Don’t expect passionate, rhapsodic outpourings along the lines of Schelomo. Majoring on austerity and restraint, Bloch’s Sacred Service (Avodath Hakodesh) post-dates his discovery of a bracing neo-classicism, best exemplified by the Concerto grosso No 1 and Piano Quintet No 1, minor masterpieces we ought to hear more often. Apart from the language of its ritual, the Sacred Service often sounds like Vaughan Williams. The music is four-square and at times obsessively contrapuntal, yet the scoring has a deftness and luminosity that may come as a surprise.
Once touted as the Hebrew Messiah – aficionados will note that Bloch’s own LPO version has resurfaced on the Pearl label – it is much less familiar today and tends to be theRead more preserve of specialist outfits like the Zemel Choir. This accomplished group, celebrating its 50th anniversary this year, has a pleasantly earthy sonority, with reedy sopranos and robust-sounding tenors. The downside is that Orthodox sensitivities have prompted some tinkering with the (Reform Jewish) text. Although the prohibition on pronouncing the name of the Lord originally applied only to the four-letter form of address Christians know as Jehovah, the practice here extends to substituting ‘Adoshem’ for ‘Adonai’. Anyone who grew up with Bernstein’s 1960 recording (Sony, 11/92 – nla) will find this a little odd. On the other hand, while Bernstein’s dramatic intensity and detailed nuancing are scarcely outshone, the piece does benefit from the superior production values enjoyed by Geoffrey Simon in 1978.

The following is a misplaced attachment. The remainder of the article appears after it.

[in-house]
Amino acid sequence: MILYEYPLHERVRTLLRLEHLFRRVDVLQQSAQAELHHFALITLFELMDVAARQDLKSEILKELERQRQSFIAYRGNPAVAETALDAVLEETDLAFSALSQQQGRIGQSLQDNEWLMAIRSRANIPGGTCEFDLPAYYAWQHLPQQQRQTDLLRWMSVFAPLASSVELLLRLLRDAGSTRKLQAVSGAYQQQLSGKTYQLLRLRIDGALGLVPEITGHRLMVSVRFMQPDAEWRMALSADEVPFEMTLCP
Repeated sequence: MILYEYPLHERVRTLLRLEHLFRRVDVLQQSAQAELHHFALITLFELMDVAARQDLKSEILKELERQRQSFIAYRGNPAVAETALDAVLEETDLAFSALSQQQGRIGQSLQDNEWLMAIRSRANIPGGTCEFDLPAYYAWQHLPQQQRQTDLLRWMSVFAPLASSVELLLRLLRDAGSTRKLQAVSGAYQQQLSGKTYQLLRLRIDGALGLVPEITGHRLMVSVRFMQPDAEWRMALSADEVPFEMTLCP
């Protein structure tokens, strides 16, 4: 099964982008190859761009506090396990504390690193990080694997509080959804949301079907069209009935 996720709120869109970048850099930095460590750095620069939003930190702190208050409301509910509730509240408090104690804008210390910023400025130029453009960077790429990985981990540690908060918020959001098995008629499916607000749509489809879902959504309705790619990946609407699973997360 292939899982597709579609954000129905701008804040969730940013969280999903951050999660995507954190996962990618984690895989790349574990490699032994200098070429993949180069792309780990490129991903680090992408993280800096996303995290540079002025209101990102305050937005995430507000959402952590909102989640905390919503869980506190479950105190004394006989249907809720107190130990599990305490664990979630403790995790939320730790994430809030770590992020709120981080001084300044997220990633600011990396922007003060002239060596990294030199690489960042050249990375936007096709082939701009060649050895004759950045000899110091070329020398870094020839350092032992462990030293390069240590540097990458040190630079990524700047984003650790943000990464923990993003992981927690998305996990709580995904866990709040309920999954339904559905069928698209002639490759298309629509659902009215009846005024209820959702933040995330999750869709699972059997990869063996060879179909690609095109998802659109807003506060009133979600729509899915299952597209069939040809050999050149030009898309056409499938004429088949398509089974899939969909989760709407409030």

This is an early example of the Chandos wide-screen effect, the venue being All Saints Church in Tooting. The soloist, no secular operatic star but a genuine, baritonal cantor, is both eloquent and realistically balanced within the ensemble. The results should prove easy to live with.